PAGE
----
Table of Contents Table of Contents
Previous Page  185 / 298 Next Page
Show Menu
Previous Page 185 / 298 Next Page
Page Background

Vico’s Ring


atto, dunque, che in primo luogo istituisce la distanza fra uomo e natura, fra

coscienza e mondo (An act, therefore, which in the first place institutes the

distance between man and nature, between consciousness and world)» (Id.,


segno di Giove

, cit., p. 102). The “logical” process of “cross-identification” is

described as a “linguistic” process in M. Danesi,

Messages and Meanings: An In-

troduction to Semiotics,

Toronto, Canadian Scholars’ Press, 1993. So while Vico’s

term of “poetic logic” has as its etymology “words”, and thus language, the

first, originary language was not devoid of logic in its narrow, technical sense.

G. Wohlfart observed: «[…] così fin dagli inizi della lingua, nella lingua

“divina” almeno virtualmente vi è sempre stata una lingua anche “umana”, ma

per il momento solo

in nuce

([…] just as from the beginning of language, in the

“divine” language, at least virtually, there is always contained also a “human”

language, but for the time being only

in nuce

)» (Id.,

Vico e il carattere poetico del


, trans. by G. Cacciatore, G. Cantillo and P. Pierri, in «BCSV», XI,

1981, pp. 58-95, p. 93).

Not all Vico students see matters this way, for example, G. Cantelli de-

scribed the first language as follows: «Una lengua “natural”, valga decir no

convenida, que nace de forma completamente espontánea, sin reflexión al-

guna, en la mente del hombre (A “natural” language, meaning not formed by

convention, that is born in a completely spontaneous manner, without any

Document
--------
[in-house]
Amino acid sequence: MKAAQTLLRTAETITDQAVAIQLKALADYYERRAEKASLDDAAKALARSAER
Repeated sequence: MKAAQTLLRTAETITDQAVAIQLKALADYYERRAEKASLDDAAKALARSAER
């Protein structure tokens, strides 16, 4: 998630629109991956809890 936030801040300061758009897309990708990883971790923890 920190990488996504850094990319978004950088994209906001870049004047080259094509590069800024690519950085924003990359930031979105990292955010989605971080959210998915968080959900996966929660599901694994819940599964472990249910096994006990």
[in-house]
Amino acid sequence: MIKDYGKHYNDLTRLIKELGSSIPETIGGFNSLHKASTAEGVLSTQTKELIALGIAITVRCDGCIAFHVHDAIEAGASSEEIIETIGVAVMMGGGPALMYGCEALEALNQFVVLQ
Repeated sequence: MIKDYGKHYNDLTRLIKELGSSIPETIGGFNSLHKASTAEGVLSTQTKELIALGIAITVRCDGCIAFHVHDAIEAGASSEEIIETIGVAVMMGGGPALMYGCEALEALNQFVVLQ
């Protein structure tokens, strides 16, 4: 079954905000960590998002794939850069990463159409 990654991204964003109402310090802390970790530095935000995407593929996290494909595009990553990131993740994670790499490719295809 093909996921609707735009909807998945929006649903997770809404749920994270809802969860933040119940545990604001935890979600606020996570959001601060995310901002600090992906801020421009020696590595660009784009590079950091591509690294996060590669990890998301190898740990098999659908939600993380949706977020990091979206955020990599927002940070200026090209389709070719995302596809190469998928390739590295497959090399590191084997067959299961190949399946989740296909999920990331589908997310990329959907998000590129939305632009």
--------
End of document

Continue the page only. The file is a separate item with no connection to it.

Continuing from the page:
reflection, in the human mind)» (Id.,

De la lengua heróica del Diritto universale

a la

lengua divina de la Scienza nuova

, trans. by J. M. Sevilla, in «CsV», 9-10, 1998, pp.

57-74, p. 63).


We would like to emphasize again the particular (counterintuitive)

meaning of “calculus” intended here since it commonly has the very opposite

connotation. This is brought out clearly in A. Pennisi,

“Calcolo” versus “Inge-


in Giambattista Vico: per una filosofia politica della lingua

, in

Prospettive di storia

della linguistica. Lingua linguaggio communicazione sociale,

ed. by L. Formigari and F.

Lo Piparo, preface by T. De Mauro, Rome, Editori Riuniti, 1988, pp. 191-211.

Pennisi affirms Vico’s conception of «la creatività dello strumento linguistico

(the creativity of the linguistic tool)», as against «punti di vista […] calcolisti

(points of view based on […] calculability)» (


, p. 191). The creativity of

language is intimately connected with the imagination and


, whereas

«calcolo (calculation)» is the result of


circumscribed by regularity, repeti-

tive manipulation, and exactitude, as in arithmetic (


, p. 193). Our usage of

“calculus” in the present context obviously falls under the category of lan-

guage as creative tool.



Cantelli: «En aquel primer “estado” del hombre su experiencia

es la de hallarse “dentro” de una lengua, no de ser él el fundador de ésta. Exi-

stir dentro de esta lengua es para el hombre vivir en una realidad significativa,